"The crucial revelation he got from Pollock and Frankenthaler had to do with facture as much as anything else. The more closely color could be identified with its ground, the freer would it be from the interference of tactile associations; the way to achieve this closer identification was by adapting water-color technique to oil and using thin paint on an absorbent surface. Louis spills his paint on unsized and unprimed cotton duck canvas, leaving the pigment almost everywhere thin enough, no matter how many different veils of it are superimposed, for the eye to sense the threadedness and wovenness of the fabric underneath. But “underneath” is the wrong word. The fabric, being soaked in paint rather than merely covered by it, becomes paint in itself, color in itself, like a dyed cloth: the threadedness and wovenness are in the color... The effect conveys a sense not only of color as somehow disembodied, and therefore more purely optical, but also of color as a thing that opens and expands the picture plane..."
- Clement Greenberg
A leading figure in Washington Color Field painting, Morris Louis was an early champion of stain painting—a technique he and Kenneth Noland learned from Helen Frankenthaler on a studio visit arranged by Clement Greenberg. Using this technique Louis created a distinctive body of work that often glows with a quiet lyricism.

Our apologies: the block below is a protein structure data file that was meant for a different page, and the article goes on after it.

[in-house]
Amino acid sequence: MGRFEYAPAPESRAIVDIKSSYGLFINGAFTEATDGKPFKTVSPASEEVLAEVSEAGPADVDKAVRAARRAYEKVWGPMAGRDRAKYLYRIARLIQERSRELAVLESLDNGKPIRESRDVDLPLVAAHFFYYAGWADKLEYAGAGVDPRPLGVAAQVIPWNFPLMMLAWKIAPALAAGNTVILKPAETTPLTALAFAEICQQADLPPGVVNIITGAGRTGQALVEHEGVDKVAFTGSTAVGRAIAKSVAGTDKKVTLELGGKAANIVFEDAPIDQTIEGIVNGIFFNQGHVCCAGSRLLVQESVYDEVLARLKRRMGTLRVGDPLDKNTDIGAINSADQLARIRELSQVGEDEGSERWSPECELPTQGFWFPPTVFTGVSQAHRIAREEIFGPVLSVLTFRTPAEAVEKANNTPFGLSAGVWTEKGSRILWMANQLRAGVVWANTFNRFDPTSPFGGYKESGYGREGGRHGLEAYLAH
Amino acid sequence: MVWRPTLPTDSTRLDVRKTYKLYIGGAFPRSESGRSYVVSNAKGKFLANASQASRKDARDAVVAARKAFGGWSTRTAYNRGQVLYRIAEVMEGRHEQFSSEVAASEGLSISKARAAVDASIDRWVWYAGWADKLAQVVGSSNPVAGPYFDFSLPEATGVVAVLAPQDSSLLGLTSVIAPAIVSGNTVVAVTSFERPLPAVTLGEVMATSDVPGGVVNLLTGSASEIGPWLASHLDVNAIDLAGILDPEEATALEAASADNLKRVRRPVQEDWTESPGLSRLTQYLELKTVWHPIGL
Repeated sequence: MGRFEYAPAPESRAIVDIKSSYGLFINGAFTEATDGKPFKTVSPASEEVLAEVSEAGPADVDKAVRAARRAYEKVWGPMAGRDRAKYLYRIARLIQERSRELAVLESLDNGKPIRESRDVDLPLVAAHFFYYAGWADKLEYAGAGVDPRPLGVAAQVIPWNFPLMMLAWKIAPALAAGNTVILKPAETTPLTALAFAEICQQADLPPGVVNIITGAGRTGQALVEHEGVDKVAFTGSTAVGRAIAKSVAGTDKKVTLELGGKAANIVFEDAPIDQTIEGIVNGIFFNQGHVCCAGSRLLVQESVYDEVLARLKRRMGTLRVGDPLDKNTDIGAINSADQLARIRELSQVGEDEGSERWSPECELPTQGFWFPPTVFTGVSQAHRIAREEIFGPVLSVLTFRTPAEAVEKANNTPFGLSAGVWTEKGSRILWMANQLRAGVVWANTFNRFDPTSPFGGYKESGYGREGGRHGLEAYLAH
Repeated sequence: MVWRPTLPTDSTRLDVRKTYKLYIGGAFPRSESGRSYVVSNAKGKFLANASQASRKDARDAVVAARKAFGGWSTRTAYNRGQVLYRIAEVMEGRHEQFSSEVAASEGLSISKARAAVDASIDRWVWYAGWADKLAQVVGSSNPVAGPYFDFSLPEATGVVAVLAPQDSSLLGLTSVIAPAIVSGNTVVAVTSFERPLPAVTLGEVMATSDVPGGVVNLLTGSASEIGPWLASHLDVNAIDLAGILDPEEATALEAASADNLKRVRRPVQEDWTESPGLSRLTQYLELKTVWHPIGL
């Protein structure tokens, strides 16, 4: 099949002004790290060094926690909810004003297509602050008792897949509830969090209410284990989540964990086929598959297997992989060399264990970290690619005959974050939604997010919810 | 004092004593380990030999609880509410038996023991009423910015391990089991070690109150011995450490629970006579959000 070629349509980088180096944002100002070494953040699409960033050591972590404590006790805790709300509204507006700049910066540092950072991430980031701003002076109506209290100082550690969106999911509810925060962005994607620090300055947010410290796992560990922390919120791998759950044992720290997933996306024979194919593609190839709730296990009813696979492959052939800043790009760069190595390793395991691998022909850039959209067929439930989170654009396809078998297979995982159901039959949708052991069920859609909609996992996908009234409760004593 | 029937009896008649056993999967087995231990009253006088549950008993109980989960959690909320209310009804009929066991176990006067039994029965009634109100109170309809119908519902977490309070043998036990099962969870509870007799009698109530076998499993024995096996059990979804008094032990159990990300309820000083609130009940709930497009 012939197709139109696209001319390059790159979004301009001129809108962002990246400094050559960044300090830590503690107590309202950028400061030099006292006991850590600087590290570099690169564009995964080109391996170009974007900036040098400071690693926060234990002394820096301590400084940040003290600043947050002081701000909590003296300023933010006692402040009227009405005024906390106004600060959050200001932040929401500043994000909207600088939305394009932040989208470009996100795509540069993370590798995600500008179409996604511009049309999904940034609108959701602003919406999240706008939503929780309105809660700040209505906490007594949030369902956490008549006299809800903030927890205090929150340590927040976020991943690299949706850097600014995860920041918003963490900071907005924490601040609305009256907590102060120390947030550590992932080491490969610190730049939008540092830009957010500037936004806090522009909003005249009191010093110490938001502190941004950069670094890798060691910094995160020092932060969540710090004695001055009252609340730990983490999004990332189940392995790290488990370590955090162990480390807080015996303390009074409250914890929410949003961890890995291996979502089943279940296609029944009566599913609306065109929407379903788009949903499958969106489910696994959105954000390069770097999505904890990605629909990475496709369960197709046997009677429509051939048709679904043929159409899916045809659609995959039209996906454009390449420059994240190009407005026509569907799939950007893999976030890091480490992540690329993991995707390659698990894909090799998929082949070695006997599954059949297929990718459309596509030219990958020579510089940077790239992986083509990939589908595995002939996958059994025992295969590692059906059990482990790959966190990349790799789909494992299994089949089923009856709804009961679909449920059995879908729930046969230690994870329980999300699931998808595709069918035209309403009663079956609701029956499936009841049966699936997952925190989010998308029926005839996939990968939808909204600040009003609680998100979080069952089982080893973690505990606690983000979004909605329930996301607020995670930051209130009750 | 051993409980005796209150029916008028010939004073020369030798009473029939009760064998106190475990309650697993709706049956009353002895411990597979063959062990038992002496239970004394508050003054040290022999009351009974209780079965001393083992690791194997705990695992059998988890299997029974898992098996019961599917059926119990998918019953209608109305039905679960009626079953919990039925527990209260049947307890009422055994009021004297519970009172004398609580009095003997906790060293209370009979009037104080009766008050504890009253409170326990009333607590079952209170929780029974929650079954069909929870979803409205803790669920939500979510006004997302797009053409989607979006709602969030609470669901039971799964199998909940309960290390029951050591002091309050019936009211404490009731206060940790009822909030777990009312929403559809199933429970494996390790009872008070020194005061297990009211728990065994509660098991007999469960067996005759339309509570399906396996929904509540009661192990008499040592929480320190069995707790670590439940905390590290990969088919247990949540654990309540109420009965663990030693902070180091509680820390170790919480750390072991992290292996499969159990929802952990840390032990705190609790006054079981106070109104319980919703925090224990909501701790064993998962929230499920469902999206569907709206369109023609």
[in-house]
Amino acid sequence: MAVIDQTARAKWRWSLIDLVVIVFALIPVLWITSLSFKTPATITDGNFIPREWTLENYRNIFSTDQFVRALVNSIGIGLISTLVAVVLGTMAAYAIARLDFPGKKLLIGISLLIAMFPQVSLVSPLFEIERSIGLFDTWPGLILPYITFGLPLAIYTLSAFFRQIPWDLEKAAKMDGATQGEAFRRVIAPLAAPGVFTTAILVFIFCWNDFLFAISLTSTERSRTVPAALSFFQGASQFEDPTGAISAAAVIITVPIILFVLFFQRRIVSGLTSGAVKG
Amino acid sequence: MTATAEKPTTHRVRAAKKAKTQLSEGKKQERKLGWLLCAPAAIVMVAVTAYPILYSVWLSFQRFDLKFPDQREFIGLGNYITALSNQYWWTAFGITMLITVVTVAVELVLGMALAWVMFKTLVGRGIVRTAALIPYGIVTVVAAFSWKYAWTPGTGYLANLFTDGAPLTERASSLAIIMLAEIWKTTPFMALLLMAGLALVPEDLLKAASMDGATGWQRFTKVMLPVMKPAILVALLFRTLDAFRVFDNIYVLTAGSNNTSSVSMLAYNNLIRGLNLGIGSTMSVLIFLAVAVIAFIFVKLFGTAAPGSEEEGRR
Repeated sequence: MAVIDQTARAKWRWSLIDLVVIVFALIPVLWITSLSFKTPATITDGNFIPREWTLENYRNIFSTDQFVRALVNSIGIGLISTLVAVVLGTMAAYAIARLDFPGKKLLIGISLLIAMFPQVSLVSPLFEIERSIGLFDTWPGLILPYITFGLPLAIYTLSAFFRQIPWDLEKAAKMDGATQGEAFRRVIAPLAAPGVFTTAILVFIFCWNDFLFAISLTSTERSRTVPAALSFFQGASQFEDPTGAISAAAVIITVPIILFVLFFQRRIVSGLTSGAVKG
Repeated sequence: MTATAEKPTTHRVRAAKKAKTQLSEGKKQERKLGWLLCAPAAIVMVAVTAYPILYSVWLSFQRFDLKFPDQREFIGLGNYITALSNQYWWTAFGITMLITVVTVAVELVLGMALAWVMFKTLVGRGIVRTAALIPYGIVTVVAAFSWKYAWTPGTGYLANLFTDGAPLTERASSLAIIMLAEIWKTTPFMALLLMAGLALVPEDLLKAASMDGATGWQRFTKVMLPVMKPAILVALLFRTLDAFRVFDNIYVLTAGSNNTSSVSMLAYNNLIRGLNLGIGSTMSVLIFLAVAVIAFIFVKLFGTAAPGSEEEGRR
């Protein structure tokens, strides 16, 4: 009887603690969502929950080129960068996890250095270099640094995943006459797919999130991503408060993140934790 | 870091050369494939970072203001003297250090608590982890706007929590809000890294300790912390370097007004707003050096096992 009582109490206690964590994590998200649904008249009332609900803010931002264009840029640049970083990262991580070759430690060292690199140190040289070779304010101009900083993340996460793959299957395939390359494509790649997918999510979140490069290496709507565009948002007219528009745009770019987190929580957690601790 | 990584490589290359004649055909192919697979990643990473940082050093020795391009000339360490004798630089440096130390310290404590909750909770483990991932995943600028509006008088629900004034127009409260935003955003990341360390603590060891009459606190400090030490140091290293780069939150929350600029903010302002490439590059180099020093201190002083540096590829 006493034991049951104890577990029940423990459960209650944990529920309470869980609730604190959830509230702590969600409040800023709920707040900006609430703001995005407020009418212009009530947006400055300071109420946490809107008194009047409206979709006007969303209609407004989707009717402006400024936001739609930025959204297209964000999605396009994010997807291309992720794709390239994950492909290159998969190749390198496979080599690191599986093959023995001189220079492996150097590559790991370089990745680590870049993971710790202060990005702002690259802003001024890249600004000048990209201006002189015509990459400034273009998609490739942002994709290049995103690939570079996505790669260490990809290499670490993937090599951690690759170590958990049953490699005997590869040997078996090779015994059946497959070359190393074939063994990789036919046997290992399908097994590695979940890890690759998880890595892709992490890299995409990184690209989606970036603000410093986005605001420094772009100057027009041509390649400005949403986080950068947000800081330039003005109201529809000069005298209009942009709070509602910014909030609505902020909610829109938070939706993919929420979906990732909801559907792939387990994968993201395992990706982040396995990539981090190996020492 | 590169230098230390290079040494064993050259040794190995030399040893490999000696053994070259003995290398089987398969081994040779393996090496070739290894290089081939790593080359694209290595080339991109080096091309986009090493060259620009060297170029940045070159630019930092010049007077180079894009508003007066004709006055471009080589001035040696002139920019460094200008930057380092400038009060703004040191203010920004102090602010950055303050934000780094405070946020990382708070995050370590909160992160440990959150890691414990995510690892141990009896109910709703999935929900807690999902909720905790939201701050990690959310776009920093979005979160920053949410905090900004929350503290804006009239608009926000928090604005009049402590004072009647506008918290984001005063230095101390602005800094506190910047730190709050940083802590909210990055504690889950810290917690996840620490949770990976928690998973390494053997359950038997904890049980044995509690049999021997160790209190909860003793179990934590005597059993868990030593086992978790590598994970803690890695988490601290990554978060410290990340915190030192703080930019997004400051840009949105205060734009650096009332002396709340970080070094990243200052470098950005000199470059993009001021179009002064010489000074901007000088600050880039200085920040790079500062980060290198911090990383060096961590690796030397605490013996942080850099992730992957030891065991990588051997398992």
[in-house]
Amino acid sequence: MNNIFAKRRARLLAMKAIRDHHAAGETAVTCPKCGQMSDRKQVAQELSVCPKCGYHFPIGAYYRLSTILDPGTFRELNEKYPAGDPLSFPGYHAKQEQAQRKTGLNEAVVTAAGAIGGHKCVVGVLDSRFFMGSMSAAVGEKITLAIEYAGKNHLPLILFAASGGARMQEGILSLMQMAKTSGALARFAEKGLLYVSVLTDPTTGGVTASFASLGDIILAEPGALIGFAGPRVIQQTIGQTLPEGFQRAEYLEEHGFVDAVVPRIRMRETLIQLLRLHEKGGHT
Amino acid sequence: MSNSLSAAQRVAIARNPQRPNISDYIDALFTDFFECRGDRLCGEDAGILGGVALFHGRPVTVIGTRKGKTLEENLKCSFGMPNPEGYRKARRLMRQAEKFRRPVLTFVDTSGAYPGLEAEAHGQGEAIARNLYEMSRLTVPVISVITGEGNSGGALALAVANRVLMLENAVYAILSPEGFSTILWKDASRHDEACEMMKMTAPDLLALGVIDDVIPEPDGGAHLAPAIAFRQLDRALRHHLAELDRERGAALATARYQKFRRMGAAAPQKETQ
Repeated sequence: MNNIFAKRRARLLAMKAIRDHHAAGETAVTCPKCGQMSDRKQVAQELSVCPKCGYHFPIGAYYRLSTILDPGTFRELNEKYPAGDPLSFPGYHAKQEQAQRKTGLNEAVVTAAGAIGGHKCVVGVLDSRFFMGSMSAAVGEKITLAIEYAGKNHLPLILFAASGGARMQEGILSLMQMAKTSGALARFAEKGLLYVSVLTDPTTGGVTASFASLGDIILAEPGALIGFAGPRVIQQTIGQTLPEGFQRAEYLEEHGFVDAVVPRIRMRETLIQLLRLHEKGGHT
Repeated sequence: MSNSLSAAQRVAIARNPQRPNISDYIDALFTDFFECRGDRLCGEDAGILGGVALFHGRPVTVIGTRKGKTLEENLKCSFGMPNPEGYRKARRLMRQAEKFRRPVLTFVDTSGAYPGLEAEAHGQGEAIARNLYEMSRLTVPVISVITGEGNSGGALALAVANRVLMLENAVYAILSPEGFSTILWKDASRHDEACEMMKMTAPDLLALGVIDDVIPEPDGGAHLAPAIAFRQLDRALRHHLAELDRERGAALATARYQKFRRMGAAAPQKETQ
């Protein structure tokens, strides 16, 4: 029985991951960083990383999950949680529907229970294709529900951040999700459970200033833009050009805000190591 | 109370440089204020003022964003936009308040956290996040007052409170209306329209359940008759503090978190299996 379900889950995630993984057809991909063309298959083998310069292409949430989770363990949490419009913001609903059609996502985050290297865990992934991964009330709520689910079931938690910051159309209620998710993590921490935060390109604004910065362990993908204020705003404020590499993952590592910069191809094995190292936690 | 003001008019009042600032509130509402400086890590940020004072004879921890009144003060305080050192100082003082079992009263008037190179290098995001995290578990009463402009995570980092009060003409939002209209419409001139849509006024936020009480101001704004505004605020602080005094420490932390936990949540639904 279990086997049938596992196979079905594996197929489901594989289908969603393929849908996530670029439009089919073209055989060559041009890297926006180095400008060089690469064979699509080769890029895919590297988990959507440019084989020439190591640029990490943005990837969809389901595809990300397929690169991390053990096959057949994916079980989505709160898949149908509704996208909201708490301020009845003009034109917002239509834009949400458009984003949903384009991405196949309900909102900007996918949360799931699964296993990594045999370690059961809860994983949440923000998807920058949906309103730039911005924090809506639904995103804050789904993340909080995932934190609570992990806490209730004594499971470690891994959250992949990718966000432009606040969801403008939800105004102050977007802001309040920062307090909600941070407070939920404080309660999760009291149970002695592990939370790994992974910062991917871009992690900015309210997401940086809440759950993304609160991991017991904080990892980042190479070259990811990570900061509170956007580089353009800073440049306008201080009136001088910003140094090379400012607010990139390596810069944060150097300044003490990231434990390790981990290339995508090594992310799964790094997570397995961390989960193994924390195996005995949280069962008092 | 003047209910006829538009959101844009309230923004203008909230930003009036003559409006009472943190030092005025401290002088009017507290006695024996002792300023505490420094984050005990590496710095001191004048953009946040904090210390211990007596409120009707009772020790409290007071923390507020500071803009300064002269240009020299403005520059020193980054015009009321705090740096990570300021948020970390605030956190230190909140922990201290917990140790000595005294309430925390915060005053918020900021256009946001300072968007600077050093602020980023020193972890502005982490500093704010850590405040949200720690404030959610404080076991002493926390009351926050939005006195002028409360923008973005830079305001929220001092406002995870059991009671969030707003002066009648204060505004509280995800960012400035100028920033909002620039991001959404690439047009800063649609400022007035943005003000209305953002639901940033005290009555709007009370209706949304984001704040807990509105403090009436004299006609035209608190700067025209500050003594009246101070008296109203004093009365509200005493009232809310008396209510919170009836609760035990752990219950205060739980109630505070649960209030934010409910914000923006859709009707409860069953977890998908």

Born in 1912 in Baltimore, Maryland, Louis showed an early artistic talent that earned him a scholarship to the Maryland Institute of Fine and Applied Art (now the Maryland Institute College of Art). After graduating in 1932, he worked a series of odd jobs, including a stint as assistant to Public Works of Art Project artist Sam Swerdloff. In 1936 Louis moved to New York City, where he met fellow painters including Arshille Gorky and David Alfaro Siqueiros. He joined Siqueiros’s studio for a time before becoming a Works Progress Administration (WPA) artist. The arduous WPA schedule eventually prompted Louis to leave both the program and the city, and he returned to Baltimore in 1943.
Despite showing several times in the Baltimore Museum’s annual exhibition of local artists, Louis saw his career falter during the 1950s, and he supported himself largely by teaching. In 1952 he began experimenting with the recently invented paint medium Magna, applying it directly from tube to canvas, but in 1953, following the revelatory trip to Frankenthaler’s studio, he devoted himself exclusively to the production of large-scale Magna stain paintings. Over the next near decade Louis turned out an immense body of work, including the three series for which he is best known: the “Veils,” “Stripes,” and “Unfurleds.” In 1962 Louis was diagnosed with advanced-stage lung cancer, and he died the same year.
Though Louis achieved true renown only posthumously, today he is recognized as an essential contributor to both the Washington Color School and Color Field painting. His work has been collected by major institutions worldwide, including the Metropolitan Museum of Art, New York; the Museum of Contemporary Art, Los Angeles; the Tate Gallery, London; and the Museum of Contemporary Art, Tokyo.